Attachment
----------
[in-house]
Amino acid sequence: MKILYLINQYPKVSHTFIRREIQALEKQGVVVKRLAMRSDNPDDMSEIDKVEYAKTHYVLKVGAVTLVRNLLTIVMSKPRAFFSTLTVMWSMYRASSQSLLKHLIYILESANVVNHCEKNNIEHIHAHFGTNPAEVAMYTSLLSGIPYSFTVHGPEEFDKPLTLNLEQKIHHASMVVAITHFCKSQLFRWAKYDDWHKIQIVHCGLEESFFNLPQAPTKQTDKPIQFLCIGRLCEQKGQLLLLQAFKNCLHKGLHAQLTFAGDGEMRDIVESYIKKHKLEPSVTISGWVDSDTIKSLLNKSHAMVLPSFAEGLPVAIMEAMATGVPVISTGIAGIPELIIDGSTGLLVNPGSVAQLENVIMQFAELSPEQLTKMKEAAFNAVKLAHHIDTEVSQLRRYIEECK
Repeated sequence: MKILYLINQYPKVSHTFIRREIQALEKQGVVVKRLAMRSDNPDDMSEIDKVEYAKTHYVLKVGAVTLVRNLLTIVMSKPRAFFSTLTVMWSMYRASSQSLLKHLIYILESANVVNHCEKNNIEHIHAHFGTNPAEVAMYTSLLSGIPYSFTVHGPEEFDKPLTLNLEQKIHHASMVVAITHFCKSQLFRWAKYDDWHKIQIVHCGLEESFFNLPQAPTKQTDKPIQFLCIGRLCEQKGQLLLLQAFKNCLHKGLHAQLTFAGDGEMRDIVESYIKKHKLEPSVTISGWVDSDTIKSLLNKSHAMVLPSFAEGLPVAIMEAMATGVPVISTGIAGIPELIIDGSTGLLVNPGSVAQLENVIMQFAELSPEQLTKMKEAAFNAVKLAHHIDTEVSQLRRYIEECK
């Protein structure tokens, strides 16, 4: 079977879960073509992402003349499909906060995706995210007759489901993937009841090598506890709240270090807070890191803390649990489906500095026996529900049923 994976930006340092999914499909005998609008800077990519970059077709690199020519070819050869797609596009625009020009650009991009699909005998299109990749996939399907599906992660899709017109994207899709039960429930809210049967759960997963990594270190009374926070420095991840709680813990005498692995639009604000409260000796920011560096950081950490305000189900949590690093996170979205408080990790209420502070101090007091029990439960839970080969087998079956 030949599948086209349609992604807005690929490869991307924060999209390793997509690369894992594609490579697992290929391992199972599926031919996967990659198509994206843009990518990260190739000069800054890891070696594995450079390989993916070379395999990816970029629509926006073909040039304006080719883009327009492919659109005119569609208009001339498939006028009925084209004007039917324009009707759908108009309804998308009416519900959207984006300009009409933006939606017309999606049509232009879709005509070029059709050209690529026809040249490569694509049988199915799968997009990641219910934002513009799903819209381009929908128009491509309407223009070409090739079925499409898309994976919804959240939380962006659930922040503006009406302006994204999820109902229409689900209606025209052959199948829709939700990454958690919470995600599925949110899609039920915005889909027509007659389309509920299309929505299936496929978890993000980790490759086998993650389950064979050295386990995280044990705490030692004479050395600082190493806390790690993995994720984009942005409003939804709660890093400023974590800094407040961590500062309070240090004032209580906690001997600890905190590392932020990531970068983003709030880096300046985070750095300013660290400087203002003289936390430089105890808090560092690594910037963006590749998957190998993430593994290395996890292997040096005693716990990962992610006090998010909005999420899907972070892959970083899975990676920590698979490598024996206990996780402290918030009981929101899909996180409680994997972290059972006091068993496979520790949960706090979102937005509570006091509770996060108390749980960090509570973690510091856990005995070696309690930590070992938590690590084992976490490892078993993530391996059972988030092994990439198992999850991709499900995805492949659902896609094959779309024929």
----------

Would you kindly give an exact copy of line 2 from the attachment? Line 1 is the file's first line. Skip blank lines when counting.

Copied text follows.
Amino acid sequence: MKILYLINQYPKVSHTFIRREIQALEKQGVVVKRLAMRSDNPDDMSEIDKVEYAKTHYVLKVGAVTLVRNLLTIVMSKPRAFFSTLTVMWSMYRASSQSLLKHLIYILESANVVNHCEKNNIEHIHAHFGTNPAEVAMYTSLLSGIPYSFTVHGPEEFDKPLTLNLEQKIHHASMVVAITHFCKSQLFRWAKYDDWHKIQIVHCGLEESFFNLPQAPTKQTDKPIQFLCIGRLCEQKGQLLLLQAFKNCLHKGLHAQLTFAGDGEMRDIVESYIKKHKLEPSVTISGWVDSDTIKSLLNKSHAMVLPSFAEGLPVAIMEAMATGVPVISTGIAGIPELIIDGSTGLLVNPGSVAQLENVIMQFAELSPEQLTKMKEAAFNAVKLAHHIDTEVSQLRRYIEECK